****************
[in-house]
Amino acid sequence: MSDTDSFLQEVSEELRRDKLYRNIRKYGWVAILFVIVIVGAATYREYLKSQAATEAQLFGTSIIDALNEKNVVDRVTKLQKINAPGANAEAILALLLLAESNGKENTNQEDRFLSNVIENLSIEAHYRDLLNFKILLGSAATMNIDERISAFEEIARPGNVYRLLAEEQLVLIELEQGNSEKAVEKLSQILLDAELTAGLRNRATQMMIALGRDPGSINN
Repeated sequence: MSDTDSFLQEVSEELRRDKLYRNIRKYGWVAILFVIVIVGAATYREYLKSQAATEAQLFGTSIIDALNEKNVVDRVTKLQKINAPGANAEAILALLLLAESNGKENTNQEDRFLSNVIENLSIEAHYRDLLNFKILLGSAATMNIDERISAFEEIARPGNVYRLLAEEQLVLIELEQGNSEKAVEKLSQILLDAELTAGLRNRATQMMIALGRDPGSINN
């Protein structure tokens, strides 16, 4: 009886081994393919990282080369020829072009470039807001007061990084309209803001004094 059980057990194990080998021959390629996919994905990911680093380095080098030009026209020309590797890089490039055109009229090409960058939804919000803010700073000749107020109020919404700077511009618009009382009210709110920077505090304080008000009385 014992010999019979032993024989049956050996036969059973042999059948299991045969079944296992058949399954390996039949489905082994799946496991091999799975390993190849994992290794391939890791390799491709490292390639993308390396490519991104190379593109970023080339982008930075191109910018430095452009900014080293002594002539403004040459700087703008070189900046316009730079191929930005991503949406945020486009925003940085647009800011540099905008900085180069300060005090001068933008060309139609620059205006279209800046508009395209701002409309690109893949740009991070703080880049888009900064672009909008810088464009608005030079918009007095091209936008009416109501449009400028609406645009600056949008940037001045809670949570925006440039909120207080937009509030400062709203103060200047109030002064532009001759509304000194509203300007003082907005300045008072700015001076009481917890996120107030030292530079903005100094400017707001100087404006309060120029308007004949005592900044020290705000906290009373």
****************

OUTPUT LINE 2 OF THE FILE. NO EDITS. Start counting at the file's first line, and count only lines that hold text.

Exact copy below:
Amino acid sequence: MSDTDSFLQEVSEELRRDKLYRNIRKYGWVAILFVIVIVGAATYREYLKSQAATEAQLFGTSIIDALNEKNVVDRVTKLQKINAPGANAEAILALLLLAESNGKENTNQEDRFLSNVIENLSIEAHYRDLLNFKILLGSAATMNIDERISAFEEIARPGNVYRLLAEEQLVLIELEQGNSEKAVEKLSQILLDAELTAGLRNRATQMMIALGRDPGSINN